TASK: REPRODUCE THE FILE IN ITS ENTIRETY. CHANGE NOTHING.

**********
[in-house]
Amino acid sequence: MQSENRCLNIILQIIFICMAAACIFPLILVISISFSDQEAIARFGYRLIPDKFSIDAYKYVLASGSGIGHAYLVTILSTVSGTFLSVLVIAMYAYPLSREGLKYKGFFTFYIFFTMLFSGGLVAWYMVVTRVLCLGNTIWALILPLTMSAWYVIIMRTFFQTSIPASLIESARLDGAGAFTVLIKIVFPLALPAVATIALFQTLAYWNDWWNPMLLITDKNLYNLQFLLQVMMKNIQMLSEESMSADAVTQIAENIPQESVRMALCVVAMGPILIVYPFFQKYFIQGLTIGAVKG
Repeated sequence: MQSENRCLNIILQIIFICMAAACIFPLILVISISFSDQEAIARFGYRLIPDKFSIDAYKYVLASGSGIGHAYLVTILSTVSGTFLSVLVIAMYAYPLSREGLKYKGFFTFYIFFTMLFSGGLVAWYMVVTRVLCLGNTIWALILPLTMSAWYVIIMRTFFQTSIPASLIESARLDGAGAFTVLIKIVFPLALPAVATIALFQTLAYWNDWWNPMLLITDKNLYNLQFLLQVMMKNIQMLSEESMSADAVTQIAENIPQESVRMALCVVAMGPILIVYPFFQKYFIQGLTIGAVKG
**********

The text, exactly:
[in-house]
Amino acid sequence: MQSENRCLNIILQIIFICMAAACIFPLILVISISFSDQEAIARFGYRLIPDKFSIDAYKYVLASGSGIGHAYLVTILSTVSGTFLSVLVIAMYAYPLSREGLKYKGFFTFYIFFTMLFSGGLVAWYMVVTRVLCLGNTIWALILPLTMSAWYVIIMRTFFQTSIPASLIESARLDGAGAFTVLIKIVFPLALPAVATIALFQTLAYWNDWWNPMLLITDKNLYNLQFLLQVMMKNIQMLSEESMSADAVTQIAENIPQESVRMALCVVAMGPILIVYPFFQKYFIQGLTIGAVKG
Repeated sequence: MQSENRCLNIILQIIFICMAAACIFPLILVISISFSDQEAIARFGYRLIPDKFSIDAYKYVLASGSGIGHAYLVTILSTVSGTFLSVLVIAMYAYPLSREGLKYKGFFTFYIFFTMLFSGGLVAWYMVVTRVLCLGNTIWALILPLTMSAWYVIIMRTFFQTSIPASLIESARLDGAGAFTVLIKIVFPLALPAVATIALFQTLAYWNDWWNPMLLITDKNLYNLQFLLQVMMKNIQMLSEESMSADAVTQIAENIPQESVRMALCVVAMGPILIVYPFFQKYFIQGLTIGAVKG